California-based PA company Rat Sound recently purchased an Allen & Heath dLive system, which was immediately put to work on a nationwide tour with Los Angeles based indie band, Edward Sharp and the Magnetic Zeros (ESMZ).
Formed by band leader Alex Ebert in 2007, ESMZ plays a wide range of original music that draws from folk, rock, gospel, and psychedelic roots. Promoting the band’s newly released fourth album, PersonA, the tour is visiting venues ranging from smaller ‘underplay’ houses to larger auditoriums.
Comprised of a dLive S5000 control surface and DM64 MixRack, Rat Sound’s dLive system is managing FOH and recording duties.
FOH Engineer Steve Taylor says ESMZ’s 10 members are multi-talented artists who move from one instrument to another, often in the same song, resulting in as many as sixty microphone and direct sources in the FOH mix. In many venues, the band’s stage is crowded and stage level is high, so even close-mic’d instruments pick up unwanted sounds making it difficult to separate individual instruments or voices in the mix. Taylor uses the dLive system to meet these challenges in creative ways that free the band to entertain audiences with their unique style of music.
For each of ESMZ’s songs, Taylor sets up a dLive ‘scene’, assigning sources to faders and customising EQ and effects for that song’s mix of instruments and voices. He tunes the dLive’s input channel gates to trigger on the frequency range of individual instruments and voices. Then, he pans sources to the left or right and uses small amounts of delay to create “space and width” in the mix. Describing his mix as “conservative”, Taylor uses special effects to achieve specific goals. For example, he may set the dLive’s pitch multiplier to double a trumpet one octave down, making it into a horn section. And, he makes good use of the dLive’s input channel parametric EQ calling it “unlimited” in comparison to other digital mixers.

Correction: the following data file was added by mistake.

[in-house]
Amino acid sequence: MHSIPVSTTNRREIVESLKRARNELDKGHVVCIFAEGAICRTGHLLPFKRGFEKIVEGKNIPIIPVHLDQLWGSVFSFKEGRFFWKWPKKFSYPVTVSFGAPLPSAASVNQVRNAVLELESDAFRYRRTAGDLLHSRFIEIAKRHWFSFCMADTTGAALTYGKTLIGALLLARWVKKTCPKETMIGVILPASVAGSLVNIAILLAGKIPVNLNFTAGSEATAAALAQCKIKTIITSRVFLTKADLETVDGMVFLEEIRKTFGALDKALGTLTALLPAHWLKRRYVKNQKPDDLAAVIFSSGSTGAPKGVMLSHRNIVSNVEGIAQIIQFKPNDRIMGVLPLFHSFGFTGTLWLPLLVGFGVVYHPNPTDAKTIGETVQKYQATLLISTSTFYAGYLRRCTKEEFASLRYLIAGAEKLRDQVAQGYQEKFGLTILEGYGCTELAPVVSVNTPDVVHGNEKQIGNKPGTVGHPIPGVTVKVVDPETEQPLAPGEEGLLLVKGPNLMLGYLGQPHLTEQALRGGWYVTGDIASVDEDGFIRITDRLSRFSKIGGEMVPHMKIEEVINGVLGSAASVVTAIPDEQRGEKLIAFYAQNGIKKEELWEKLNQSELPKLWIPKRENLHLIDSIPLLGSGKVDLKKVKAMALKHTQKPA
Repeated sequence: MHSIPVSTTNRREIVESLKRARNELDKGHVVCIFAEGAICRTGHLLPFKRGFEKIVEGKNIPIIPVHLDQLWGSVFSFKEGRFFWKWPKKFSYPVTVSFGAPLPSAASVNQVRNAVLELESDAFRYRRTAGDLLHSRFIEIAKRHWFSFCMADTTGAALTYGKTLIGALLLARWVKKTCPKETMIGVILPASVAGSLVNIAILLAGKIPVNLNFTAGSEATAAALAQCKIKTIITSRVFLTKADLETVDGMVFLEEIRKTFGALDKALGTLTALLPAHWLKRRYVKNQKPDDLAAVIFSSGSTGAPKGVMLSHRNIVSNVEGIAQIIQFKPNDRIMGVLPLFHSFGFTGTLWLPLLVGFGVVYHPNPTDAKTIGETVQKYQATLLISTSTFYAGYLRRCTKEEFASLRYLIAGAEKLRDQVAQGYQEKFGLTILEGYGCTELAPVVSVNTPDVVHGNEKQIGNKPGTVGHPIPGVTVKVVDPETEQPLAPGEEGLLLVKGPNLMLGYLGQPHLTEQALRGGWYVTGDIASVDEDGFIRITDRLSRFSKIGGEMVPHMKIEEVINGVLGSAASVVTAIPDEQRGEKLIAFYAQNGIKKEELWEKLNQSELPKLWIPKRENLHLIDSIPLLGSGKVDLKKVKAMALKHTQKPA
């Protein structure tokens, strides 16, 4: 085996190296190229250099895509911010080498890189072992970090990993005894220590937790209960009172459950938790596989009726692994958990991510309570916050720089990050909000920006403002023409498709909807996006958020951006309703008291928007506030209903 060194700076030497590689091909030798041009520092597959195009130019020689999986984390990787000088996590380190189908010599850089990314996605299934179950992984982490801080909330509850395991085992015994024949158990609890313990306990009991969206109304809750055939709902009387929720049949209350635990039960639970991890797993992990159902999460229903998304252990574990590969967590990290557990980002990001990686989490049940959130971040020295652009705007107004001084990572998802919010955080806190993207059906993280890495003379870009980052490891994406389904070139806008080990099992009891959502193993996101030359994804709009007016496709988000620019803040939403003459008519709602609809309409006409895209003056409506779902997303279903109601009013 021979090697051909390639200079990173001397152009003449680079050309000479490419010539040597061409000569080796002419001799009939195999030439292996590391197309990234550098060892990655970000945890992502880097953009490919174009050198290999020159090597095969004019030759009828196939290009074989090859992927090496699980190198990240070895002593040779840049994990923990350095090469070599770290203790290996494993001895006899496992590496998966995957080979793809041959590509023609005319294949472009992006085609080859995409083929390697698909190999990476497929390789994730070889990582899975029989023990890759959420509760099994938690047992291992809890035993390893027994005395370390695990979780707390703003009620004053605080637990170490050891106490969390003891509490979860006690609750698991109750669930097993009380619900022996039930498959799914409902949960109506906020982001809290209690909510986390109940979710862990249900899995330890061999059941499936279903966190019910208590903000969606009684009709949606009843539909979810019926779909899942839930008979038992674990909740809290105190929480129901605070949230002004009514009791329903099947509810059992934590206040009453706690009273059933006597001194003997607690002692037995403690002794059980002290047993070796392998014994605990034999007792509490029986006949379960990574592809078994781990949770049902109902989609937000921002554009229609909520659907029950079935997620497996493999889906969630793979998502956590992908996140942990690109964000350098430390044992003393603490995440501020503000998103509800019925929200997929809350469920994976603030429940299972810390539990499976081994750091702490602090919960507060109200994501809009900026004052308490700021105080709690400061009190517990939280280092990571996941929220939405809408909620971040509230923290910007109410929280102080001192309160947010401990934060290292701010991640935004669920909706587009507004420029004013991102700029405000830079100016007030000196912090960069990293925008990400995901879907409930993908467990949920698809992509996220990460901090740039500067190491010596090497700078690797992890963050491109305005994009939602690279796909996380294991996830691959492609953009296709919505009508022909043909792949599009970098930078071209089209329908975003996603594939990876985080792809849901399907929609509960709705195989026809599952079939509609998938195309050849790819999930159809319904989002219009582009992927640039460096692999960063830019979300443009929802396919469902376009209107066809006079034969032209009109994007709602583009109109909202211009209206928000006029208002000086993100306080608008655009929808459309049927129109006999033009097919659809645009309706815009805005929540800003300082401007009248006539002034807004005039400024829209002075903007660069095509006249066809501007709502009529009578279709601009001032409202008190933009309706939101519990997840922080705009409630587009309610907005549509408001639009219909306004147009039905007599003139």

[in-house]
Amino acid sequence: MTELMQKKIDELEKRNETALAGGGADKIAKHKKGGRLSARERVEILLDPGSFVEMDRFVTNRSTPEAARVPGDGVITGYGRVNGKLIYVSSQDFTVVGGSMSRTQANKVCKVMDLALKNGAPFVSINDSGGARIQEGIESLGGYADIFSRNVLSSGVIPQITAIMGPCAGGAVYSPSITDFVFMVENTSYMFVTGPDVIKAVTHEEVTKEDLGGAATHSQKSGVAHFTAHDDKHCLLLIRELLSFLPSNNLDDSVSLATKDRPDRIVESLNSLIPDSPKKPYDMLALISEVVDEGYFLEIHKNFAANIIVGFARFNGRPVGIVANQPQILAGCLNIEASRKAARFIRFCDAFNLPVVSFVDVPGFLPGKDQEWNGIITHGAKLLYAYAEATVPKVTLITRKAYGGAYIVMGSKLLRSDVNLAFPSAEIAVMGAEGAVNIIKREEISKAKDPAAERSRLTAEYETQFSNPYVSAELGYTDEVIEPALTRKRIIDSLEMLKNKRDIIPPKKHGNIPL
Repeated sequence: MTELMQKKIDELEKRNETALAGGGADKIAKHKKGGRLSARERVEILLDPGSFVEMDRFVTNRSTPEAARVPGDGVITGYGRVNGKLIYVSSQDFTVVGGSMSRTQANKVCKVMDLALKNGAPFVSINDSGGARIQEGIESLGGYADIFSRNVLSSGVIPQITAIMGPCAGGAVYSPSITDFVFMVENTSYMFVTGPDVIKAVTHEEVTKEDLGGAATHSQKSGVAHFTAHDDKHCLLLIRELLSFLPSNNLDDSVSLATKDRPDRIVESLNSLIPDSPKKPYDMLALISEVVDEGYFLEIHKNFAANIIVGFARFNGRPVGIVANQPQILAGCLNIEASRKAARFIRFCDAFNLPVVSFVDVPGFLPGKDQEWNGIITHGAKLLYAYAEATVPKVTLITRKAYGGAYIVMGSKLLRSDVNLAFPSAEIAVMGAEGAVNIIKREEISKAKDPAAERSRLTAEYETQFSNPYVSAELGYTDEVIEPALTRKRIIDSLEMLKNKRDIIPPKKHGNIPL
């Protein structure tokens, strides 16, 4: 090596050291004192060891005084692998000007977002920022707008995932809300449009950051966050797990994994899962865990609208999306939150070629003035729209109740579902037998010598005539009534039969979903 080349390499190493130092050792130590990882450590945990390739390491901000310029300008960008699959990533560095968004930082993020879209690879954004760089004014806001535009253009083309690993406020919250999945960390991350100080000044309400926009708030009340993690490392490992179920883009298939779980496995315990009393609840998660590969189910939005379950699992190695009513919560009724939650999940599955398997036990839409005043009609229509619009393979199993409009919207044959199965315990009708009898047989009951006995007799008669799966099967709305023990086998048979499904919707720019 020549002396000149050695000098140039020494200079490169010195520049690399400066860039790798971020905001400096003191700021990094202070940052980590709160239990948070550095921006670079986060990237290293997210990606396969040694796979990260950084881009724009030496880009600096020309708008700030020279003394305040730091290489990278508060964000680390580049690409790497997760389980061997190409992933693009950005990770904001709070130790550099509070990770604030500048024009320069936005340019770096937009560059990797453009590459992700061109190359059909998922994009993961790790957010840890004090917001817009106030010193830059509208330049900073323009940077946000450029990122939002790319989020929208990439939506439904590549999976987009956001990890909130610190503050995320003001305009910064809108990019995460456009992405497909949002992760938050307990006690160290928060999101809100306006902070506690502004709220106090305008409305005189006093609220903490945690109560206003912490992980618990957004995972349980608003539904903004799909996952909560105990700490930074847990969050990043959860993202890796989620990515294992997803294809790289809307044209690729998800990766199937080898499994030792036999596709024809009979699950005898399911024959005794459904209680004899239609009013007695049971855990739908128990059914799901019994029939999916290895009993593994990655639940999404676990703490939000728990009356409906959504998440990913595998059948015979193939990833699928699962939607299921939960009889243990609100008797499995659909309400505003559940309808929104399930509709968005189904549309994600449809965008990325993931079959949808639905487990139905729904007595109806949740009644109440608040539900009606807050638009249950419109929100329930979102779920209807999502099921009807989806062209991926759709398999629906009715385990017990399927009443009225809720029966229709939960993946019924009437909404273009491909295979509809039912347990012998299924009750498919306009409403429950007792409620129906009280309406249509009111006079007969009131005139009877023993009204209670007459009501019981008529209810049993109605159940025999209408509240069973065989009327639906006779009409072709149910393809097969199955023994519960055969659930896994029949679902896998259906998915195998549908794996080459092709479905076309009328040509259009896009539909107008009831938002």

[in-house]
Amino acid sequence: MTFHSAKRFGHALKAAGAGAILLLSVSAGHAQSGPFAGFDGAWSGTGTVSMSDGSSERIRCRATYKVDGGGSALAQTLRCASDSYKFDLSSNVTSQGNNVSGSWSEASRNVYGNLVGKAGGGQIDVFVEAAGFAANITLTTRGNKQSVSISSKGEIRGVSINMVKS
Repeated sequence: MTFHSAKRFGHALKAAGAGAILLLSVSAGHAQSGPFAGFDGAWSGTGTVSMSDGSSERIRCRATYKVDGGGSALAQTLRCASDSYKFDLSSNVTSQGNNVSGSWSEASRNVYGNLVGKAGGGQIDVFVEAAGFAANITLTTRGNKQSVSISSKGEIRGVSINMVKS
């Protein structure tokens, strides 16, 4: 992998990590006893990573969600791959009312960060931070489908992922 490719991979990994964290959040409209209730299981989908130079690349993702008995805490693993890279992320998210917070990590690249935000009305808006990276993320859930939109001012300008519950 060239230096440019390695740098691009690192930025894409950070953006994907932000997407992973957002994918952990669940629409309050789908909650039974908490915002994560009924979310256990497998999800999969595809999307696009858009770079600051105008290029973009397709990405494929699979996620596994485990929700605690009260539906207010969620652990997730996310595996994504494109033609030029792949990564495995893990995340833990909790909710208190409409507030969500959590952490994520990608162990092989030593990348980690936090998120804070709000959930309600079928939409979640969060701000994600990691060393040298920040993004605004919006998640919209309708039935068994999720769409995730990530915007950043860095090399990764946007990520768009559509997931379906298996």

Taylor records ESMZ concerts to a laptop in multi-track via the dLive’s Dante card and in stereo to a thumb drive. He saves the entire dLive configuration to another thumb drive as a backup.
ESMZ’s Monitor Engineer, Jerry Lopez, was so intrigued by the performance of the dLive that he switched to using a dLive S5000 surface with a DM64 MixRack as well while on tour. Lopez creates as many as 32 separate mixes sending them to in-ear monitors, side-fills and wedge monitors on the stage. He comments: “The beauty of the dLive is I can put the band’s input list wherever I want it on the surface and the dLive has all the features I need to create my own work flow.”
Lopez loves the sound of the dLive’s “English preamps” and Taylor says the mixer is “cleaner and more defined” than other digital mixers he has used. Both engineers found the dLive easy to learn and love the drag and drop setup screens. Taylor says this is “early in the game” for ESMZ and he added: “The dLive will help us achieve Alex’s goal of moving the band to the next level for sound and professionalism.”